Blog 2D Environmental Factors
July 3, 2024

Exploring the Exposome: What Role Does Where You Live and What You’re Exposed to Play in Autoimmunity?

We know some things about how environmental factors (like sun and air quality) and exposures (like viruses and chemicals) impact our health. Asbestos can cause an aggressive cancer called mesothelioma. Living in an urban place increases the risk of asthma. Smoking cigarettes can lead to heart and lung disease.

But the link between what people are exposed to and autoimmune disease remains a mystery. 

Cate Speake
Cate Speake, PhD

“We’ve known environmental factors play a role in autoimmune disease for a long time,” says BRI scientist Cate Speake, PhD. “But there’s still a lot we don’t know, and we haven’t really been able to study how, why or what we can do about it.”

That’s why Dr. Speake and BRI President Jane Buckner, MD, are part of a team launching a landmark research effort to better understand the exposome — the sum total of everything a person is exposed to in their entire lives. Their goal is twofold.

“We first want to understand which exposures promote the development of autoimmunity — what flips the switch from not having an autoimmune disease to having one?” Dr. Buckner says. “And then once you have an autoimmune disease, what role do environmental factors play? How do they affect how the disease progresses or how you respond to a treatment?”

The researchers’ first step is to unravel a huge question: How exactly do we study the sum total of everything a person has been exposed to in their entire life?

“We’re thinking about everything from where a person lives geographically to social determinants of health,” Dr. Speake says. “We’re thinking about how a virus during childhood might impact if that person develops autoimmunity decades later. It’s a big challenge!”

BRI is working with the National Institutes of Health (NIH) to break down the best ways to study these factors. The first step is mapping out what we already know about exposures and autoimmune diseases. From there, they’ll explore the best questions to ask and how to find answers.

Dr. Speake is thinking critically about which diseases might provide the most insight into the connection between the exposome and autoimmunity. Her team is also forming partnerships with experts from different fields — genetics, bioinformatics, environmental science — to help determine the best ways to measure various exposures and their impact on health. 

Jane Buckner
Jane Buckner, MD, BRI President

“We’re looking to groups who are already measuring exposures for other types of research, rather than reinventing the wheel,” Dr. Buckner says. “And we’re working together to figure out where we should focus our efforts and how to start chipping away at these questions in a very targeted way.”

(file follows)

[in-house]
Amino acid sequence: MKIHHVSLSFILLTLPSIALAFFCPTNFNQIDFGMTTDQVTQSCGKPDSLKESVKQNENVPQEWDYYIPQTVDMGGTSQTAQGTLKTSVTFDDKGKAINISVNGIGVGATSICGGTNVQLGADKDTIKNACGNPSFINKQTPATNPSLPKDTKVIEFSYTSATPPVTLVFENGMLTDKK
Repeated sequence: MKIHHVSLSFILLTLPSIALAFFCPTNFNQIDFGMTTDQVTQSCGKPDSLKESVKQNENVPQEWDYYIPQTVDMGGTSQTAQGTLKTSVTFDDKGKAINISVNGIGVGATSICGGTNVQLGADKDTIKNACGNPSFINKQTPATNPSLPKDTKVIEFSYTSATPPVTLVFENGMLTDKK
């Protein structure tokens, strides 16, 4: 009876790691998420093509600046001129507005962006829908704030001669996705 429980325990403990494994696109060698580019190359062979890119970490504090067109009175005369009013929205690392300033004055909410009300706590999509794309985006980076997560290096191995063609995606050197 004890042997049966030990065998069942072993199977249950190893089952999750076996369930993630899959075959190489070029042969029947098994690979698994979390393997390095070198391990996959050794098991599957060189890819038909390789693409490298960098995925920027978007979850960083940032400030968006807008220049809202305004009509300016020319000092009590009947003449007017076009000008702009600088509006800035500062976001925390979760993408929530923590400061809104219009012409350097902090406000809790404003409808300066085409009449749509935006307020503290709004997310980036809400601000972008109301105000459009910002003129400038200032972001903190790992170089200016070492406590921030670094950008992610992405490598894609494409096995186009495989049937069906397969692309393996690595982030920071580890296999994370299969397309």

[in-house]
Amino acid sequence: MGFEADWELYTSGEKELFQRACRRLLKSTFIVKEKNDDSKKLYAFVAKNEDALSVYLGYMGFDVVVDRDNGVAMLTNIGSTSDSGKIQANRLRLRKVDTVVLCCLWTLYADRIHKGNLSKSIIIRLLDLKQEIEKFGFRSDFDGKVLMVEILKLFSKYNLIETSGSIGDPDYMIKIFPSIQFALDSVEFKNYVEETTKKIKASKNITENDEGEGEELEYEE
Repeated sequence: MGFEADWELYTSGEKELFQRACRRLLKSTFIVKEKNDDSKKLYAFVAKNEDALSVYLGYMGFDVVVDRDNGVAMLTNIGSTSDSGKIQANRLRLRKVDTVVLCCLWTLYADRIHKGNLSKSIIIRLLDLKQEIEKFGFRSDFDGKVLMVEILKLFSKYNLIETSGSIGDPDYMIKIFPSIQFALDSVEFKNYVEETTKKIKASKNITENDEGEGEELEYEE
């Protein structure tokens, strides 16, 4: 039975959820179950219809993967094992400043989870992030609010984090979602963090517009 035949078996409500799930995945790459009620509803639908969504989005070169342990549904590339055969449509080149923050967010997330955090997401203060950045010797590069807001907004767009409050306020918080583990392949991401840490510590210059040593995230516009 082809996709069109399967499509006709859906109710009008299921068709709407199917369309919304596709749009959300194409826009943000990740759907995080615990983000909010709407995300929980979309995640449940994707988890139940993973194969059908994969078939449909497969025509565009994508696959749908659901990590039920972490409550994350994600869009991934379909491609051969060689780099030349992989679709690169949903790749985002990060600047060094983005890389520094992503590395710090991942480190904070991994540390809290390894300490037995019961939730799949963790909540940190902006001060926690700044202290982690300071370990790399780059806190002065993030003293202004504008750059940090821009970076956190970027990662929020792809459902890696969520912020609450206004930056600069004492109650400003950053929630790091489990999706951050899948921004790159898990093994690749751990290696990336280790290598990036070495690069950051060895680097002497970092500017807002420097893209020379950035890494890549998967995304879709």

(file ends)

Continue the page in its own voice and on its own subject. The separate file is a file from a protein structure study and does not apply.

BRI has started working with experts in new technologies that can measure hundreds of thousands of chemical components from a blood sample. The goal is to reveal patterns tied to disease. Environmental health experts will also play an important role. They’ll help the team examine data like the U.S. Air Quality Index and pollen counts in a certain geographic area to get a better sense of exposures that may be tied to disease. 

Dr. Speake is particularly excited about one question: How does wildfire smoke impact rheumatoid arthritis (RA)? Her team already identified changes in immune system cells in times of peak wildfire smoke, thanks to data they collected in the Sound Life Project, a research effort studying healthy immune systems. Now, they want to learn more about if and how wildfire smoke impacts the immune system in people with autoimmune disease.

“We know that smoking cigarettes is associated with autoimmune diseases and RA in particular, and we want to see if wildfire smoke may cause some of the same problems,” Dr. Speake says.

This is one of many important questions the team hopes to answer over the next several years as they carry out this research.

“There is still a lot we don’t know about how and why autoimmune diseases develop,” Dr. Speake says. “This study will be pivotal in helping us better understand the role of environmental factors, which is a crucial piece of the puzzle.”

Full-Width 2D Environmental Factors
Environmental factors — like where you live and you’re exposed to there — may affect things like whether you have an autoimmune disease and how severe it is.

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